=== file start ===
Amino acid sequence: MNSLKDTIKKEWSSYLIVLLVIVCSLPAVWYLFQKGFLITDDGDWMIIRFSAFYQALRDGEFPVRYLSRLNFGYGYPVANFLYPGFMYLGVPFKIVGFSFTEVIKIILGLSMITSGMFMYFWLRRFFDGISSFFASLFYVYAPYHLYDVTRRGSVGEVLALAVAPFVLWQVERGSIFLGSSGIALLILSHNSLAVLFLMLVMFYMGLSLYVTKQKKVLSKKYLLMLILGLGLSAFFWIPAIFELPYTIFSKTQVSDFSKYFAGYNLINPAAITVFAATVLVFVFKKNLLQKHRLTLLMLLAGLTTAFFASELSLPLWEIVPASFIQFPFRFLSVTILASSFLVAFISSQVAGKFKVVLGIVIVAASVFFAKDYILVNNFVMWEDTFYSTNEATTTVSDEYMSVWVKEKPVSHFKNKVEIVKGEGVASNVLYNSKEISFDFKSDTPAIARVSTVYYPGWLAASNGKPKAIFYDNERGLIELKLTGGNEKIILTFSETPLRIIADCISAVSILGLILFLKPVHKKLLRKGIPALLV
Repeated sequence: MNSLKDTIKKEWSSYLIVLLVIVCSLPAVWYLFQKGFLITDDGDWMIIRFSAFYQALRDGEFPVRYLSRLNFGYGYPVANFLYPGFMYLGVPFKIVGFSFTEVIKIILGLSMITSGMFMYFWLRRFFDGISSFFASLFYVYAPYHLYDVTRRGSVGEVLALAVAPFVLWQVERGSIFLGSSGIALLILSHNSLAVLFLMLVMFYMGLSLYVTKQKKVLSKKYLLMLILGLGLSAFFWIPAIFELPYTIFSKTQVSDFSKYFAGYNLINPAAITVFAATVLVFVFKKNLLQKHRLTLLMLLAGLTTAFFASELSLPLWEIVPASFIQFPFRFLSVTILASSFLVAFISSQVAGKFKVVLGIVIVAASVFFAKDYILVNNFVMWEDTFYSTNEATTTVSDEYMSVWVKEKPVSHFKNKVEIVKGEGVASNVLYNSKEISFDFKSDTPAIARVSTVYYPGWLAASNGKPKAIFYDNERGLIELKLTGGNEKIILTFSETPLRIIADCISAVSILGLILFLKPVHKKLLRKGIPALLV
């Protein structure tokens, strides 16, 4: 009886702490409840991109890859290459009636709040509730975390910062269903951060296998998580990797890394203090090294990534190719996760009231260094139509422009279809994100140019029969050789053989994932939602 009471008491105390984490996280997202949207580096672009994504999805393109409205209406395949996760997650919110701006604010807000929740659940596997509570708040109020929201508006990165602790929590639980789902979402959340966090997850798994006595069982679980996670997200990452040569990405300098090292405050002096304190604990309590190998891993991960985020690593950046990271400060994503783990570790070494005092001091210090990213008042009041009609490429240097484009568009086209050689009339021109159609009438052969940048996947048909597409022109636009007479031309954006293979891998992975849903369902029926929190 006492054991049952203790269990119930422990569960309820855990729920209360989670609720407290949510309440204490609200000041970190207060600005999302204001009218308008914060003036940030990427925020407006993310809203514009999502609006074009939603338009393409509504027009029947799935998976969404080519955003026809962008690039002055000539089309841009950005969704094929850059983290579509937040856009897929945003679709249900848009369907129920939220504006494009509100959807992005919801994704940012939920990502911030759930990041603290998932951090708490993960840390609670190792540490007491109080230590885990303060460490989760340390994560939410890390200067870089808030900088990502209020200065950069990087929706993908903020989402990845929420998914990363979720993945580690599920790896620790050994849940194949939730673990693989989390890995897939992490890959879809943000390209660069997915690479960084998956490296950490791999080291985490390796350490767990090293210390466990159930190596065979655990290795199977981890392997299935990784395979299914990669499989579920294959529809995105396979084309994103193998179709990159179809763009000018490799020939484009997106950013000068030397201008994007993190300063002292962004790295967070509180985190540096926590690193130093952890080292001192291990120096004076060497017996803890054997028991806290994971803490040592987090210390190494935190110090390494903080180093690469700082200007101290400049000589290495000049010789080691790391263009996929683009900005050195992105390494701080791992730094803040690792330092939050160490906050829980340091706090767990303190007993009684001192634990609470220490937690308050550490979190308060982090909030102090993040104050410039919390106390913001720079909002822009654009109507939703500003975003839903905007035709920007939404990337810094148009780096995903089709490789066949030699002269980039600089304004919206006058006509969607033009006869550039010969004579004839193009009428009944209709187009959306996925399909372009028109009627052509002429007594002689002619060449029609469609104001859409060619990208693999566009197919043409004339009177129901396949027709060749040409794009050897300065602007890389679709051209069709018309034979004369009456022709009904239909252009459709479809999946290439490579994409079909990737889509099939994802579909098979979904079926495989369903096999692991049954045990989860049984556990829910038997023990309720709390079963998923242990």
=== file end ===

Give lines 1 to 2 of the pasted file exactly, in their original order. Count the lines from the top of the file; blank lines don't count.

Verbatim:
Amino acid sequence: MNSLKDTIKKEWSSYLIVLLVIVCSLPAVWYLFQKGFLITDDGDWMIIRFSAFYQALRDGEFPVRYLSRLNFGYGYPVANFLYPGFMYLGVPFKIVGFSFTEVIKIILGLSMITSGMFMYFWLRRFFDGISSFFASLFYVYAPYHLYDVTRRGSVGEVLALAVAPFVLWQVERGSIFLGSSGIALLILSHNSLAVLFLMLVMFYMGLSLYVTKQKKVLSKKYLLMLILGLGLSAFFWIPAIFELPYTIFSKTQVSDFSKYFAGYNLINPAAITVFAATVLVFVFKKNLLQKHRLTLLMLLAGLTTAFFASELSLPLWEIVPASFIQFPFRFLSVTILASSFLVAFISSQVAGKFKVVLGIVIVAASVFFAKDYILVNNFVMWEDTFYSTNEATTTVSDEYMSVWVKEKPVSHFKNKVEIVKGEGVASNVLYNSKEISFDFKSDTPAIARVSTVYYPGWLAASNGKPKAIFYDNERGLIELKLTGGNEKIILTFSETPLRIIADCISAVSILGLILFLKPVHKKLLRKGIPALLV
Repeated sequence: MNSLKDTIKKEWSSYLIVLLVIVCSLPAVWYLFQKGFLITDDGDWMIIRFSAFYQALRDGEFPVRYLSRLNFGYGYPVANFLYPGFMYLGVPFKIVGFSFTEVIKIILGLSMITSGMFMYFWLRRFFDGISSFFASLFYVYAPYHLYDVTRRGSVGEVLALAVAPFVLWQVERGSIFLGSSGIALLILSHNSLAVLFLMLVMFYMGLSLYVTKQKKVLSKKYLLMLILGLGLSAFFWIPAIFELPYTIFSKTQVSDFSKYFAGYNLINPAAITVFAATVLVFVFKKNLLQKHRLTLLMLLAGLTTAFFASELSLPLWEIVPASFIQFPFRFLSVTILASSFLVAFISSQVAGKFKVVLGIVIVAASVFFAKDYILVNNFVMWEDTFYSTNEATTTVSDEYMSVWVKEKPVSHFKNKVEIVKGEGVASNVLYNSKEISFDFKSDTPAIARVSTVYYPGWLAASNGKPKAIFYDNERGLIELKLTGGNEKIILTFSETPLRIIADCISAVSILGLILFLKPVHKKLLRKGIPALLV